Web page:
Bio-plastics – a less harmful alternative?

We are confronted with it every day: Plastic. To protect the environment from this harmful material, people are quick to reach for the alternative made of bio-plastics. After all, these “plastic” bags can apparently be devalued in a more environmentally friendly way together with the organic waste in the compost or in the organic waste garbage can. But this does not always work, because the material is not always as organic as it seems.

Bio-plastics are so-called biodegradable plastics. In other words, they are still plastics, but they are much more degradable than classic plastics. The materials can be divided into two categories: biobased plastics and biodegradable plastics. But more on the examples in a moment. According to the Bund für Umwelt und Naturschutz Deutschland e.V. (BUND), bio-plastics can be produced and made biodegradable in three ways:

The first option is plastics made from renewable raw materials such as corn starch or lactic acid. These are degraded by biological processes and are considered bio-based plastics. The second option is the production of petroleum-based plastics. Because this type of plastic is made with special chemicals to break down with the help of bacteria, sunlight and water, it is not completely biodegradable. This means that it takes at least 12 weeks to decompose – and then only up to 90%, because biodegradable plastic can only call itself “compostable” if it decomposes into 90% of the smallest particles (smaller than 2 millimetres) within a maximum of 90 days under industrial conditions. Only then is it considered a biodegradable plastic. Similarly, the third option involves so-called mixed polymers. This kind of plastic combines the two before mentioned approaches.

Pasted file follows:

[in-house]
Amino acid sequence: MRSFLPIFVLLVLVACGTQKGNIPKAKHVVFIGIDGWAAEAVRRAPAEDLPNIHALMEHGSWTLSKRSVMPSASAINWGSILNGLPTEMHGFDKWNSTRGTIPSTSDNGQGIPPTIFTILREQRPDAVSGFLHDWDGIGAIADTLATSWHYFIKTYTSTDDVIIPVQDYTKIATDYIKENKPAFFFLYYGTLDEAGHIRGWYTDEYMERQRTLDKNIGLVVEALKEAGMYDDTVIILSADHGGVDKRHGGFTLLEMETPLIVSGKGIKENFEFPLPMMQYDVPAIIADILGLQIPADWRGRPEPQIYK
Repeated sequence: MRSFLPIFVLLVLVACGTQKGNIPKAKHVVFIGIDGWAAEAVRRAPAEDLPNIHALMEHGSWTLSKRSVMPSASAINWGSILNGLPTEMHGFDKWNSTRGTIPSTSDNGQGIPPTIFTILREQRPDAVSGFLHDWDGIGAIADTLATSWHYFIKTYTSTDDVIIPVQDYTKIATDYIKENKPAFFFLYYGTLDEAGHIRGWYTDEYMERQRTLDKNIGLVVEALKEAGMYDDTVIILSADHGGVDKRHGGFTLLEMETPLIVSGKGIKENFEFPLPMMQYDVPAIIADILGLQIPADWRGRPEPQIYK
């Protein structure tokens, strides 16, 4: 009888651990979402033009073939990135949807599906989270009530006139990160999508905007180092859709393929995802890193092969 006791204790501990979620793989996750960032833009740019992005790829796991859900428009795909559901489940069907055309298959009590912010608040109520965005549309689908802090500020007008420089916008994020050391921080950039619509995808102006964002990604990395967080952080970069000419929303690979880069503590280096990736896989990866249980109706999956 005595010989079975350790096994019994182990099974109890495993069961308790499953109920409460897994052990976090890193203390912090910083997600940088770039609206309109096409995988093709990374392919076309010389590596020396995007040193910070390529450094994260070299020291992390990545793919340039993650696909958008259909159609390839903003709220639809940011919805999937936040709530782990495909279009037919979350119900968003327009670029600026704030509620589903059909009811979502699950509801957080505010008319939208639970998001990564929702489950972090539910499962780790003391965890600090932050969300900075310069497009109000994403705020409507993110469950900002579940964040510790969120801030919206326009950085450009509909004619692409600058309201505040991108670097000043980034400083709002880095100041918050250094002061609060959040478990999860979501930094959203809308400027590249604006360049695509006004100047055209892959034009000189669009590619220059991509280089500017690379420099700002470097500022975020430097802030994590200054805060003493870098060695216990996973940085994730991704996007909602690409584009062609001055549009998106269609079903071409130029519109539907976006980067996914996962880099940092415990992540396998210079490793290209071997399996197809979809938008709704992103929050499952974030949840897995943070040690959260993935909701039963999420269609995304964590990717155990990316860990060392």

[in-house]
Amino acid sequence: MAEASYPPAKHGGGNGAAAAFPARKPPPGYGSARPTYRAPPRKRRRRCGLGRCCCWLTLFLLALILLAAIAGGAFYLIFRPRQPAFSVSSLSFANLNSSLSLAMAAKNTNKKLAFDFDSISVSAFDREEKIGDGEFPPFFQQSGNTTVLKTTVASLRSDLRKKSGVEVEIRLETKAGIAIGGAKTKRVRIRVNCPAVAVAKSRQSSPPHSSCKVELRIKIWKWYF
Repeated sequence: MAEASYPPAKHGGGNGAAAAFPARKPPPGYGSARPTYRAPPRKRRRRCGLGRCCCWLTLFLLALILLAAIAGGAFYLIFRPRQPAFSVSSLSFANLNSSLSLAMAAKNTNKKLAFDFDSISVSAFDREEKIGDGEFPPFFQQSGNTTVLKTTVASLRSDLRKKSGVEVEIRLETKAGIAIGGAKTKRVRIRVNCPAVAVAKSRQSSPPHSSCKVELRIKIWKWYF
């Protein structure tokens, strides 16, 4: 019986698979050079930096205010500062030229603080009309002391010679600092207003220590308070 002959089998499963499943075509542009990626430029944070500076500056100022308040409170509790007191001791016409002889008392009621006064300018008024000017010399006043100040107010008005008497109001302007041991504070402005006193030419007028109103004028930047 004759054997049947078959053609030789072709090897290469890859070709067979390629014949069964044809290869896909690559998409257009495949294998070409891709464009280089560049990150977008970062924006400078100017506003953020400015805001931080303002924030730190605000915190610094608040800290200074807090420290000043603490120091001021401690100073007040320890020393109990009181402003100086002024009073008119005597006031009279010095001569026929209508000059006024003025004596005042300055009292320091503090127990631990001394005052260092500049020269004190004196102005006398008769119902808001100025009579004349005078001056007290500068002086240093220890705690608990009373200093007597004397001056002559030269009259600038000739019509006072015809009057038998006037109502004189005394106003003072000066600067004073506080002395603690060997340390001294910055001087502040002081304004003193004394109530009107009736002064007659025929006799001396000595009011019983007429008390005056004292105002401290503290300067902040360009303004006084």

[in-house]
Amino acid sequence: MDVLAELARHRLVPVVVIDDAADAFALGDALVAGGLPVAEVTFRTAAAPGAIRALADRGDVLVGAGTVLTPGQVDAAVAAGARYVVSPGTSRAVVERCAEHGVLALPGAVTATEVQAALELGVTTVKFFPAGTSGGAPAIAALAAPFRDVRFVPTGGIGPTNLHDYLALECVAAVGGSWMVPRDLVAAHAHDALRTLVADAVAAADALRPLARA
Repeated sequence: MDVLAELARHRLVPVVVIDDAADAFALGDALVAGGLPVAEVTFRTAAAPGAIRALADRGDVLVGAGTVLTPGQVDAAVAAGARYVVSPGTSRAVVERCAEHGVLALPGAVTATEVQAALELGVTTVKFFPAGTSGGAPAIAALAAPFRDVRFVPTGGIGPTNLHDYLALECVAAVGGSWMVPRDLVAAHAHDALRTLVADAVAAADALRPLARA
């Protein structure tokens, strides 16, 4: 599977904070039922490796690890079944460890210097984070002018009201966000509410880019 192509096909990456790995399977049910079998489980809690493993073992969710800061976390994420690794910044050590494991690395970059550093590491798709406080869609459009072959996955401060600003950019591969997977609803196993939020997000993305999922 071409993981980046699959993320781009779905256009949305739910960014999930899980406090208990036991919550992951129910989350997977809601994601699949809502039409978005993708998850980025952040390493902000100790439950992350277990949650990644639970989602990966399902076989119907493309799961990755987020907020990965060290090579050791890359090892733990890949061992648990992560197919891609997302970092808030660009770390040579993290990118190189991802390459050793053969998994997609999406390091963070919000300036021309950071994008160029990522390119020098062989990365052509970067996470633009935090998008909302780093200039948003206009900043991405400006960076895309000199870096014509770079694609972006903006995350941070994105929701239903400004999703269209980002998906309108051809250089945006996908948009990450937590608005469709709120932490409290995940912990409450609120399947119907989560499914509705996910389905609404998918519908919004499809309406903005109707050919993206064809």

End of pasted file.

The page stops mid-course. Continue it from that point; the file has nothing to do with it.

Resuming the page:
And the WWF adds another category: the biobased but non-biodegradable plastics (WWF).

Consequently, there is a confusion of definitions and possibilities as to what can and cannot be bio-plastics. And this is precisely where one of the problems lies: there is no uniform definition. For example, only one component of the plastic can be biologically labeled and the entire product can be called a bio-plastic.